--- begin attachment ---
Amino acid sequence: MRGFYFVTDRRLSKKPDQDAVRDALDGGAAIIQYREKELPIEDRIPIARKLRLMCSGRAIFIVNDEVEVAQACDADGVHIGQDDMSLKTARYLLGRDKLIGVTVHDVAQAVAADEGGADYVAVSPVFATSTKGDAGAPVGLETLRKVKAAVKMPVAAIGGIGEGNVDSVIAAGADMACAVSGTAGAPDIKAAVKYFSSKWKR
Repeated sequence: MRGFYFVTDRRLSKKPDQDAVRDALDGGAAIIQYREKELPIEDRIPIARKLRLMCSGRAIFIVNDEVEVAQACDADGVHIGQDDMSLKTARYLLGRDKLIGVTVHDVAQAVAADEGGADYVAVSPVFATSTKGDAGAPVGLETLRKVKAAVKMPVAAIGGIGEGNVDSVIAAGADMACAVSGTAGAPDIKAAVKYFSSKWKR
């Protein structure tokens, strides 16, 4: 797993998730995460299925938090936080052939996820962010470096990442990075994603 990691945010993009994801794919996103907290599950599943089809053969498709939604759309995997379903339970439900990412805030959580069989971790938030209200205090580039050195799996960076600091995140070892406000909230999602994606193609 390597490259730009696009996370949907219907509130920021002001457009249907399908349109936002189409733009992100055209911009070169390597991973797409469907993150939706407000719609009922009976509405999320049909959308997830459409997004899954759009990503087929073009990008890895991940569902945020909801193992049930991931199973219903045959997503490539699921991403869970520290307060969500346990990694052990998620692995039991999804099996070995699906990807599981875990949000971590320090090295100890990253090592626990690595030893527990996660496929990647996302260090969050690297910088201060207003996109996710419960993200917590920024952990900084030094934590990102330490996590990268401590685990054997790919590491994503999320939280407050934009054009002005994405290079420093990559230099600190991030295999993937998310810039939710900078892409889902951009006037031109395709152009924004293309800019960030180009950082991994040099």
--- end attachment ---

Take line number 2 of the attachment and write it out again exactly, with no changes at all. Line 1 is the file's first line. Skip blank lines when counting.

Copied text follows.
Repeated sequence: MRGFYFVTDRRLSKKPDQDAVRDALDGGAAIIQYREKELPIEDRIPIARKLRLMCSGRAIFIVNDEVEVAQACDADGVHIGQDDMSLKTARYLLGRDKLIGVTVHDVAQAVAADEGGADYVAVSPVFATSTKGDAGAPVGLETLRKVKAAVKMPVAAIGGIGEGNVDSVIAAGADMACAVSGTAGAPDIKAAVKYFSSKWKR